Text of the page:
Zvezda 1/48 Yak-3
|PRICE:||US$21.00 @ HLJ (20% off MSRP)|
|NOTES:||Aeromaster 48-642 “The Russians Are Here Part II”|
The Yakovlev Yak‑3 is commonly considered the best sub-type of the wartime Yakovlev fighter series that began with the Yak-1. The Yak-3 was one of the smallest and lightest major combat fighters fielded by any combatant; its high power‑to‑weight ratio gave it excellent performance. Top-scoring French ace of World War II Marcel Albert, who flew the type with the Normandie‑Niémen Group, considered it aircraft to the P‑51D Mustang and the Supermarine Spitfire in aerial combat.
The Yak-3s origins go back to 1941, when the I‑30 was offered with the I‑26 as an alternative to the Yak‑1. The I‑30 was powered by a Klimov M‑105P engine and construction was all metal, with a wing incorporating dihedral on the outer panels. Armament was a 20 mm ShVAK cannon firing through the prop with twin 7.62 mm ShKAS machine guns in the fuselage, and a ShVAK cannon in each wing. The first prototype had a slatted wing to improve handling and short‑field performance while the second had a wooden wing without slats, in order to simplify production. While plans were made to put this Yak‑3 into production, the scarcity of aviation aluminum combined with the need to produce a large number of simple fighters quickly in the face of the Nazi invasion led to the first Yak‑3 being abandoned in late 1941.
The Yak‑1M that appeared in 1943 was a smaller and lighter version of the Yak‑1. One Yak‑1M prototype was constructed later that year that incorporated plywood instead of fabric covering the rear fuselage, a mastless radio antenna, reflector gunsight and improved armor and engine cooling and a Klimov VK-107 engine. Chief test pilot Petr Mikhailovich Stefanovskiy was so impressed he recommended the new aircraft should completely replace the Yak‑1 and Yak‑7 with only the Yak‑9 remaining in production. The new fighter, designated quickly; by mid‑1946, 4,848 had come off the production lines.
The Yak-3 was lighter and smaller than the Yak‑9, while powered by the same engine. In service, it was found to be a forgiving, easy‑to‑handle aircraft loved by both rookie and veteran pilots and ground crew as well. It was robust and easy to maintain in primitive conditions.
The Yak-3 reached operational units during the summer of 1944, with service tests conducted by 91st IAP of the 2nd Air Army in June‑July 1944. In one large battle on June 16, 1944, 18 Yak‑3s fought 24 German aircraft, shooting down 15 for the loss of one Yak destroyed and one damaged. By the next day, Luftwaffe activity over that area of the front virtually ceased. That day, eight Yaks attacked a formation of 60 German Ju-87s and Bf-109Gs. In the battle, the Germans lost 3 Ju-87s and four Bf-109Gs for no Soviet losses. After this, the Luftwaffe issued an order to "avoid combat with Yak fighters without an oil cooler under the nose below 5000 meters". In late 1944, the Normandie‑Niemen Group re‑equipped with the Yak‑3, scoring the last 99 of their 273 air victories with the aircraft, which they later took with them to France where they were used for a short time in 1946.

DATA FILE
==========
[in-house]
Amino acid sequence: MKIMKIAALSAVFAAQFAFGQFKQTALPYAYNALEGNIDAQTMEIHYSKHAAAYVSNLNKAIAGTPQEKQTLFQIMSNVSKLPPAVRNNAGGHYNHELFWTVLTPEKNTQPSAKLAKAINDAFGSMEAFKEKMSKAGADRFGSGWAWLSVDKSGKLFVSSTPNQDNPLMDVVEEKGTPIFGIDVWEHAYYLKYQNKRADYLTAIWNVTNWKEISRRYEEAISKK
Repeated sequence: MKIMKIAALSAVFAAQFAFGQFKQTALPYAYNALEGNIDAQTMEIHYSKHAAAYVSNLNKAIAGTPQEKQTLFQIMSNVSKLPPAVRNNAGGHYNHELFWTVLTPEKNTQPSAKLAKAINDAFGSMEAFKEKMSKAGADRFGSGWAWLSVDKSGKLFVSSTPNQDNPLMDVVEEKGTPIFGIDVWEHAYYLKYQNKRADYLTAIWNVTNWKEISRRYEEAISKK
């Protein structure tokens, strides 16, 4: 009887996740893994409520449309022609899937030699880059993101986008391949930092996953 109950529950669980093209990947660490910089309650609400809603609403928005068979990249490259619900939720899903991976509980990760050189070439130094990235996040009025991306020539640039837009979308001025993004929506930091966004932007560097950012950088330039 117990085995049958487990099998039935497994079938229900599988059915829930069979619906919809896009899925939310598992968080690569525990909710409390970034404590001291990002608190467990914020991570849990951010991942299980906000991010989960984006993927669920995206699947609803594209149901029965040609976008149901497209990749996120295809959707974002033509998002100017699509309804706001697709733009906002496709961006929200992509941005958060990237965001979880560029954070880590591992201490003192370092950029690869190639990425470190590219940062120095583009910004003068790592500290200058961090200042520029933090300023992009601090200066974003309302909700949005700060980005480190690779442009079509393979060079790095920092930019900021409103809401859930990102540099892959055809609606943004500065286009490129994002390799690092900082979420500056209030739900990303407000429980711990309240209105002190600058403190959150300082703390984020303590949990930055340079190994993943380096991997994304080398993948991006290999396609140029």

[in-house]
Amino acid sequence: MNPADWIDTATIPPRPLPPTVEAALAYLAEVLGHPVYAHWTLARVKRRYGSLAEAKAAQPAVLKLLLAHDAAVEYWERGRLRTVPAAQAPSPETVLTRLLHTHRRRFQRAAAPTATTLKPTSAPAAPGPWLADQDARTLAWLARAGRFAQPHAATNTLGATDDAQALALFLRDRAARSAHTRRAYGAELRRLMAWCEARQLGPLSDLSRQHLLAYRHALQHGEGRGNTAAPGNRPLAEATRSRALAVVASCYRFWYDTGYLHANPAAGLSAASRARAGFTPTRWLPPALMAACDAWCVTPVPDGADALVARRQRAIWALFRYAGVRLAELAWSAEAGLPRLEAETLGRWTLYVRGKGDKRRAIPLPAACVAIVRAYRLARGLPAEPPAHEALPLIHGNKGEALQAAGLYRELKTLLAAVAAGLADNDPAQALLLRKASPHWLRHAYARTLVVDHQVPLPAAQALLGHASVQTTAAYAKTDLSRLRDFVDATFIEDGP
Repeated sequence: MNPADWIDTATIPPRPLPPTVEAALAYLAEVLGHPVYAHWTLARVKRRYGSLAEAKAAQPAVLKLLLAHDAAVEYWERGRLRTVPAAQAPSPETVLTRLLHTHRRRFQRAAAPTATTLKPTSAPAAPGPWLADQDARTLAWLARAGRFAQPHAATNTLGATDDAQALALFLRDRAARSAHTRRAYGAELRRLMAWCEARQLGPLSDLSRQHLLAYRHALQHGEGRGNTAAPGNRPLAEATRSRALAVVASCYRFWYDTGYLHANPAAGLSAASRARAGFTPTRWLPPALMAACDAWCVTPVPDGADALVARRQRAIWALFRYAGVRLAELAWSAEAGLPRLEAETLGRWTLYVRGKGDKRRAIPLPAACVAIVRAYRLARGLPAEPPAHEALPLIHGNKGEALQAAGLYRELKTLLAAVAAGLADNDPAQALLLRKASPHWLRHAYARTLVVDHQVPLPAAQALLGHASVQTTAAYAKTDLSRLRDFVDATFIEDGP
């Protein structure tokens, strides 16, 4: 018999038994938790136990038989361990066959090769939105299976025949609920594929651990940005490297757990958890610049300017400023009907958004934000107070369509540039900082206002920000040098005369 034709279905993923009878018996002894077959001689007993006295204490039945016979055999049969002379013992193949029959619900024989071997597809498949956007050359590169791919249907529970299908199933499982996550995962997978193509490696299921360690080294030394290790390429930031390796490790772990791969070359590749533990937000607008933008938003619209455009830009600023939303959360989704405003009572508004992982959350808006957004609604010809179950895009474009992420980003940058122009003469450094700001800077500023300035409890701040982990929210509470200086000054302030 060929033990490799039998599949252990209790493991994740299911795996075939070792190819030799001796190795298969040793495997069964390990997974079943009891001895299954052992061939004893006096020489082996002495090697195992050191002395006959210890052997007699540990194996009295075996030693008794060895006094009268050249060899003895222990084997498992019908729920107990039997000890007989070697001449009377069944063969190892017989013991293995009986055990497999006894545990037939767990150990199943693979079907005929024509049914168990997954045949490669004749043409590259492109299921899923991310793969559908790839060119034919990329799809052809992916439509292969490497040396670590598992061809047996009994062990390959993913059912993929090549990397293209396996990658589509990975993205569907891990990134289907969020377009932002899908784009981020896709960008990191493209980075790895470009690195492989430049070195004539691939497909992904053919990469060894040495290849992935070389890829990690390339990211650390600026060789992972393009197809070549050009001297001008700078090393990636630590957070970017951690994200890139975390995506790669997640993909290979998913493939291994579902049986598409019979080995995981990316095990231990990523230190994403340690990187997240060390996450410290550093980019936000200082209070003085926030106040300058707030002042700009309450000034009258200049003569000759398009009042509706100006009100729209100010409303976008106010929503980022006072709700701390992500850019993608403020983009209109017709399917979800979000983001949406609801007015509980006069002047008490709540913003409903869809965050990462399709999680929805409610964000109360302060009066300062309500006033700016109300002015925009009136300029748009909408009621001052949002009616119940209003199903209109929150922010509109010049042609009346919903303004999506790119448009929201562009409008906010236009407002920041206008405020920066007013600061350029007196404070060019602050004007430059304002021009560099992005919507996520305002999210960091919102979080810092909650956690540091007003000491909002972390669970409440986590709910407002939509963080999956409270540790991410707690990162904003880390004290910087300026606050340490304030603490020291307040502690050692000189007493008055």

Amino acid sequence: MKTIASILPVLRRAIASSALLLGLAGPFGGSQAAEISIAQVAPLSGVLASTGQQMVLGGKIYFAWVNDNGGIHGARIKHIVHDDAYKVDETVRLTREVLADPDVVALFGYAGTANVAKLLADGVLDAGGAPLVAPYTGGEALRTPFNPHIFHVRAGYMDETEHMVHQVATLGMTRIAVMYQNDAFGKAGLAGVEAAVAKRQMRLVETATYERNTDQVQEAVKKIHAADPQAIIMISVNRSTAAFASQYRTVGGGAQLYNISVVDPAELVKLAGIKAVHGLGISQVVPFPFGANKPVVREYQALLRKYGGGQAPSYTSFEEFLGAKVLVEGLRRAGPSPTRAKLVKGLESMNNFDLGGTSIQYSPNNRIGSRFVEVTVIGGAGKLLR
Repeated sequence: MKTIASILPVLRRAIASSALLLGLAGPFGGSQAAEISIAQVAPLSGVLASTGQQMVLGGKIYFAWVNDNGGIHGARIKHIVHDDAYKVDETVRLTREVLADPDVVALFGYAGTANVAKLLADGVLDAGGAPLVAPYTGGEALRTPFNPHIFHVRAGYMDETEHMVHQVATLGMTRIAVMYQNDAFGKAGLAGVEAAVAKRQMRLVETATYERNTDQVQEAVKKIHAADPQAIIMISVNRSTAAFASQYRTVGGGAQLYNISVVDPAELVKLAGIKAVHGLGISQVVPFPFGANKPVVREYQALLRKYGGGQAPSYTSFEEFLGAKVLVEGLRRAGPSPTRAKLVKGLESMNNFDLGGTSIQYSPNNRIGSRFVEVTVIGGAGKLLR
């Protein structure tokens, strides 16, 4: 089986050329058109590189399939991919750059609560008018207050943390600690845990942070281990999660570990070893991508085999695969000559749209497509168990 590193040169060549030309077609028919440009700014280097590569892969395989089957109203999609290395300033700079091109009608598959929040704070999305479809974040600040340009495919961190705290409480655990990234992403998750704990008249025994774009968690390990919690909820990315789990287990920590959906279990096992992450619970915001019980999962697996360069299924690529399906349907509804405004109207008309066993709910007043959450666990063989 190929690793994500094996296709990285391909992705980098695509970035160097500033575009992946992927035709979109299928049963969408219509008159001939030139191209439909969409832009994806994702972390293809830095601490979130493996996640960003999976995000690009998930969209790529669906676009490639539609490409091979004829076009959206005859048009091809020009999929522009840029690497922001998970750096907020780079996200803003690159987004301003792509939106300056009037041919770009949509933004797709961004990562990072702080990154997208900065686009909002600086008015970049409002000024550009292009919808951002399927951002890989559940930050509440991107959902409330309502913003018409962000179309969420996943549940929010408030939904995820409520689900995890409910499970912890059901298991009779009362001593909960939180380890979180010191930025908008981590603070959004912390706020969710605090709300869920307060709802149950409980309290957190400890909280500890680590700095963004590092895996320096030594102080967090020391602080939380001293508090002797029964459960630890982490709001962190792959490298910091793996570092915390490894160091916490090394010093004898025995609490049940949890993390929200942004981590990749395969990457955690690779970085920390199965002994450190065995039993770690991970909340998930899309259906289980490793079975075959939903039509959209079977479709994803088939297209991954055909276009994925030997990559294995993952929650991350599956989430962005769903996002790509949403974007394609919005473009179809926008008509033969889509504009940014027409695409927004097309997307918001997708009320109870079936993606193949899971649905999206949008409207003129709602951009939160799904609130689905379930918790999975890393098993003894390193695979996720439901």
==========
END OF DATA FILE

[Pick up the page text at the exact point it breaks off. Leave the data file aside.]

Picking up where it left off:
The Yak-3 was far from perfect. Wartime production quality problems included plywood surfaces coming unstuck when pulling out of a high‑speed dive, along with poor engine reliability and problems with the pneumatic system actuating landing gear, flaps and brakes, which was typical for all Yak fighters of the time.
This Yak-3 is the third Soviet World War II fighter released by Zvezda in 1/48. Like the La-5 and La-5FN kits, it is the best representation of the real thing available in any scale, with an overall fineness of design that represents the real airplane far better than the now-elderly Eduard kit, the only other good kit of the Yak-3.
The kit provides the option of assembly with the cowling off, providing a fully-detailed engine and accessory and armament section within a well-designed airframe. This is presented as a “power egg” to be attached to the rest of the model after final assembly and painting. Alternatively, the model can be assembled with the cowling closed up, preserving the fine lines of the original.
The usual flat-finish Zvezda decals are provided for three aircraft, including “White 9" flown by top-scoring French ace Marcel Albert.
Overall, a Zvezda kit is more of a well-designed limited-run kit with pretensions to a mainstream injection kit. One needs to watch for flash, and to test-fit parts before committing glue. That said, the model is well-designed, and everything goes together very nicely if this care is taken. I did not use any putty or surfacer on this model, other than to run a line of CA glue down the centerline seam of the fuselage aft of the cockpit. The instructions are logical in their sequences and easy to follow.
|COLORS & MARKINGS|
The kit decals probably work, but I decided to use the decals for a Yak-3 flown by Major Nikolai Fedorovich Denchik, Commander of the 4th GIAD of the 1st Baltic Front in the winter of 1944, as presented on Aeromaster’s sheet of Yak fighters, “The Russians Are Here! Part II”. These went down without problem, and I then applied a coat of Xtracrylix Satin varnish overall.
Review kit courtesy of HobbyLink Japan. Get yours at the link.
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